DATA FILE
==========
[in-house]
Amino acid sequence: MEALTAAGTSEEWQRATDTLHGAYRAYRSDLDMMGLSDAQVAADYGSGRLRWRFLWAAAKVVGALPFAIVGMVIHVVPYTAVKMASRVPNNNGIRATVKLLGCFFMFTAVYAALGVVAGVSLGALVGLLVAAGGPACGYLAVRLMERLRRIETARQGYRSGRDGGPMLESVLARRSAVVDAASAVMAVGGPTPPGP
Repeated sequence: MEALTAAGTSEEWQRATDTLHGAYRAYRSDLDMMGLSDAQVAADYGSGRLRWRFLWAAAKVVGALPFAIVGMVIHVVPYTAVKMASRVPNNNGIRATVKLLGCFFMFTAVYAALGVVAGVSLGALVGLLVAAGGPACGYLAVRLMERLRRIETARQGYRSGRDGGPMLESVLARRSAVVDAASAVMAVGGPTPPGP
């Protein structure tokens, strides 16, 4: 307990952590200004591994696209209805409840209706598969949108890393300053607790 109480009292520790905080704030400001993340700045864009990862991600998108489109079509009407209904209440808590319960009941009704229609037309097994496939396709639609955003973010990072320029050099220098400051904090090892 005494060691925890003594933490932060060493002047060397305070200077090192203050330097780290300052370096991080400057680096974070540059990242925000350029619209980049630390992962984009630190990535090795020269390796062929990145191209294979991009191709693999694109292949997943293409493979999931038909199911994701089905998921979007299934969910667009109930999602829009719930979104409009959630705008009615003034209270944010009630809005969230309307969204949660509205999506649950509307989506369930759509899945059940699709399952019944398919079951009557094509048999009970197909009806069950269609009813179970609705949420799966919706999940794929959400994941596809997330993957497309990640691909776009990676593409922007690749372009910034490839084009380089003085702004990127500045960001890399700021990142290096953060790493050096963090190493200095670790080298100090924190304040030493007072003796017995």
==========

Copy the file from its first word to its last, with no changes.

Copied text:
[in-house]
Amino acid sequence: MEALTAAGTSEEWQRATDTLHGAYRAYRSDLDMMGLSDAQVAADYGSGRLRWRFLWAAAKVVGALPFAIVGMVIHVVPYTAVKMASRVPNNNGIRATVKLLGCFFMFTAVYAALGVVAGVSLGALVGLLVAAGGPACGYLAVRLMERLRRIETARQGYRSGRDGGPMLESVLARRSAVVDAASAVMAVGGPTPPGP
Repeated sequence: MEALTAAGTSEEWQRATDTLHGAYRAYRSDLDMMGLSDAQVAADYGSGRLRWRFLWAAAKVVGALPFAIVGMVIHVVPYTAVKMASRVPNNNGIRATVKLLGCFFMFTAVYAALGVVAGVSLGALVGLLVAAGGPACGYLAVRLMERLRRIETARQGYRSGRDGGPMLESVLARRSAVVDAASAVMAVGGPTPPGP
């Protein structure tokens, strides 16, 4: 307990952590200004591994696209209805409840209706598969949108890393300053607790 109480009292520790905080704030400001993340700045864009990862991600998108489109079509009407209904209440808590319960009941009704229609037309097994496939396709639609955003973010990072320029050099220098400051904090090892 005494060691925890003594933490932060060493002047060397305070200077090192203050330097780290300052370096991080400057680096974070540059990242925000350029619209980049630390992962984009630190990535090795020269390796062929990145191209294979991009191709693999694109292949997943293409493979999931038909199911994701089905998921979007299934969910667009109930999602829009719930979104409009959630705008009615003034209270944010009630809005969230309307969204949660509205999506649950509307989506369930759509899945059940699709399952019944398919079951009557094509048999009970197909009806069950269609009813179970609705949420799966919706999940794929959400994941596809997330993957497309990640691909776009990676593409922007690749372009910034490839084009380089003085702004990127500045960001890399700021990142290096953060790493050096963090190493200095670790080298100090924190304040030493007072003796017995």